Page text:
In continuing studies, the Looney lab and others in the country will investigate this new method’s persistence within the human-cell nucleus, its successful targeting of human promoters, and whether it is feasible to use this technique to inhibit HIV or other viruses.

In addition to Looney and Morris, the authors were Simon W.-L. Chan, Ph.D., UCLA Department of Molecular, Cell and Developmental Biology; and Steven E. Jacobsen, Ph.D., UCLA Department of Molecular, Cell and Developmental Biology, and the UCLA Molecular Biology Institute.

The study was supported by the National Institutes of Health.

| newswise
Further information:
http://www.ucsd.edu

More articles from Life Sciences:

nachricht Cells communicate in a dynamic code
19.02.2018 | California Institute of Technology

nachricht Studying mitosis' structure to understand the inside of cancer cells
19.02.2018 | Biophysical Society

All articles from Life Sciences >>>

The most recent press releases about innovation >>>

Die letzten 5 Focus-News des innovations-reports im Überblick:

Im Focus: In best circles: First integrated circuit from self-assembled polymer

For the first time, a team of researchers at the Max-Planck Institute (MPI) for Polymer Research in Mainz, Germany, has succeeded in making an integrated circuit (IC) from just a monolayer of a semiconducting polymer via a bottom-up, self-assembly approach.

In the self-assembly process, the semiconducting polymer arranges itself into an ordered monolayer in a transistor. The transistors are binary switches used...

Im Focus: Demonstration of a single molecule piezoelectric effect

Breakthrough provides a new concept of the design of molecular motors, sensors and electricity generators at nanoscale

Researchers from the Institute of Organic Chemistry and Biochemistry of the CAS (IOCB Prague), Institute of Physics of the CAS (IP CAS) and Palacký University...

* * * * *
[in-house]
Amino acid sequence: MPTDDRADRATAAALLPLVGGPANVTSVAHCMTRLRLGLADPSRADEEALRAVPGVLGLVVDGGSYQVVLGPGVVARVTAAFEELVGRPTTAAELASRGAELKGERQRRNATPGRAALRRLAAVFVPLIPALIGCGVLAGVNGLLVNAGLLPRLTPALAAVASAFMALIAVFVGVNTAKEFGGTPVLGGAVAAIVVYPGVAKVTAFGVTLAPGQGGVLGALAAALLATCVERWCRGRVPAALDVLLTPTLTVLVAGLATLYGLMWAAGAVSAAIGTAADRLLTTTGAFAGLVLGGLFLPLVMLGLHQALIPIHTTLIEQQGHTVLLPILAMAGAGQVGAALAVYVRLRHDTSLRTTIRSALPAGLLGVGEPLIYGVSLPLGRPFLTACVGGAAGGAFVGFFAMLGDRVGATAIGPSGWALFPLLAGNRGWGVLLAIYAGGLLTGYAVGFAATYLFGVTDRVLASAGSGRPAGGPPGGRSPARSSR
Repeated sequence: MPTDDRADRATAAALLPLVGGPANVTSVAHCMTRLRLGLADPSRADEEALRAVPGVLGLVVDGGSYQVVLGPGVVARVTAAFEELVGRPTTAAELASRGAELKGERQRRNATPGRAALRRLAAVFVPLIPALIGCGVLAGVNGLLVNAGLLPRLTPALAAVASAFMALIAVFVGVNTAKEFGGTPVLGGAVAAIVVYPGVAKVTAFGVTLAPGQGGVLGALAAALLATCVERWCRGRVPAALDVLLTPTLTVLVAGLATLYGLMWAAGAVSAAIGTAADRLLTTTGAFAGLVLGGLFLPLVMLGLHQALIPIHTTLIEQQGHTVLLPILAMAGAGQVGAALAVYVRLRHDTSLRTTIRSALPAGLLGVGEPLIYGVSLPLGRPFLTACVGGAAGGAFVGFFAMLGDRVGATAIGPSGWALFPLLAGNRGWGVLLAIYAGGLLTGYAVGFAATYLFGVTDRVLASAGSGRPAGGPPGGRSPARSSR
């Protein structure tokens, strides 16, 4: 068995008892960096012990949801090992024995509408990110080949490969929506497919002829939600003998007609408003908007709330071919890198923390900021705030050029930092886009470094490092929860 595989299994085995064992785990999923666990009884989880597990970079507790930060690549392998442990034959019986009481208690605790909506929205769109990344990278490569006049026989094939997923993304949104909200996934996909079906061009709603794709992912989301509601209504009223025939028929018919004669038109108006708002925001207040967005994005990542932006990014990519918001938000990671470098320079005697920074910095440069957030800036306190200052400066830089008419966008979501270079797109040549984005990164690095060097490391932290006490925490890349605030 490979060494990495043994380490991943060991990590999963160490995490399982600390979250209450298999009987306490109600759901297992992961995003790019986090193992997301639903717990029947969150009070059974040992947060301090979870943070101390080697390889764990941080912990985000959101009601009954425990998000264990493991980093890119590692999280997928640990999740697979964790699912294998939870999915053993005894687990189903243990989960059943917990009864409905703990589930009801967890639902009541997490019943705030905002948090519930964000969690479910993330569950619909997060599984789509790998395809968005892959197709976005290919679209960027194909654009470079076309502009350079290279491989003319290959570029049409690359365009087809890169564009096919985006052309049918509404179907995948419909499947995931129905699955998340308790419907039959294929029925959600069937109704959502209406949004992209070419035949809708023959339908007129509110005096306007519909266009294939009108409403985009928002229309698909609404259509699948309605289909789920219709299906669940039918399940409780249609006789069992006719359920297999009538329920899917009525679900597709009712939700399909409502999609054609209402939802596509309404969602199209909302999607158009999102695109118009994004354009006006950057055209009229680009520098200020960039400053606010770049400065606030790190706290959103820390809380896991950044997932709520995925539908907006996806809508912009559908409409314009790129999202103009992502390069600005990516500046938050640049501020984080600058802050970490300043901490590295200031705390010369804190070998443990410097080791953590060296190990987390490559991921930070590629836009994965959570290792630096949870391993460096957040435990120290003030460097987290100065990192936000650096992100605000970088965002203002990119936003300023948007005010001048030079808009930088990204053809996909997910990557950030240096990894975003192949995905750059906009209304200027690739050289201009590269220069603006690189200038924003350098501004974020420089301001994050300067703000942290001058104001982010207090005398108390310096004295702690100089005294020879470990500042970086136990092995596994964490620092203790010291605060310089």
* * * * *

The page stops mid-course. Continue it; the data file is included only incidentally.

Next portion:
Im Focus: Hybrid optics bring color imaging using ultrathin metalenses into focus

For photographers and scientists, lenses are lifesavers. They reflect and refract light, making possible the imaging systems that drive discovery through the microscope and preserve history through cameras.

But today's glass-based lenses are bulky and resist miniaturization. Next-generation technologies, such as ultrathin cameras or tiny microscopes, require...

Im Focus: Stem cell divisions in the adult brain seen for the first time

Scientists from the University of Zurich have succeeded for the first time in tracking individual stem cells and their neuronal progeny over months within the intact adult brain. This study sheds light on how new neurons are produced throughout life.

The generation of new nerve cells was once thought to taper off at the end of embryonic development. However, recent research has shown that the adult brain...

Im Focus: Interference as a new method for cooling quantum devices

Theoretical physicists propose to use negative interference to control heat flow in quantum devices. Study published in Physical Review Letters

Quantum computer parts are sensitive and need to be cooled to very low temperatures. Their tiny size makes them particularly susceptible to a temperature...

All Focus news of the innovation-report >>>

Anzeige

Anzeige

VideoLinks
Industry & Economy
Event News

2nd International Conference on High Temperature Shape Memory Alloys (HTSMAs)

15.02.2018 | Event News

Aachen DC Grid Summit 2018

13.02.2018 | Event News

How Global Climate Policy Can Learn from the Energy Transition

12.02.2018 | Event News

 
Latest News

Contacting the molecular world through graphene nanoribbons

19.02.2018 | Materials Sciences

When Proteins Shake Hands

19.02.2018 | Materials Sciences

Cells communicate in a dynamic code

19.02.2018 | Life Sciences

VideoLinks
Science & Research
Overview of more VideoLinks >>>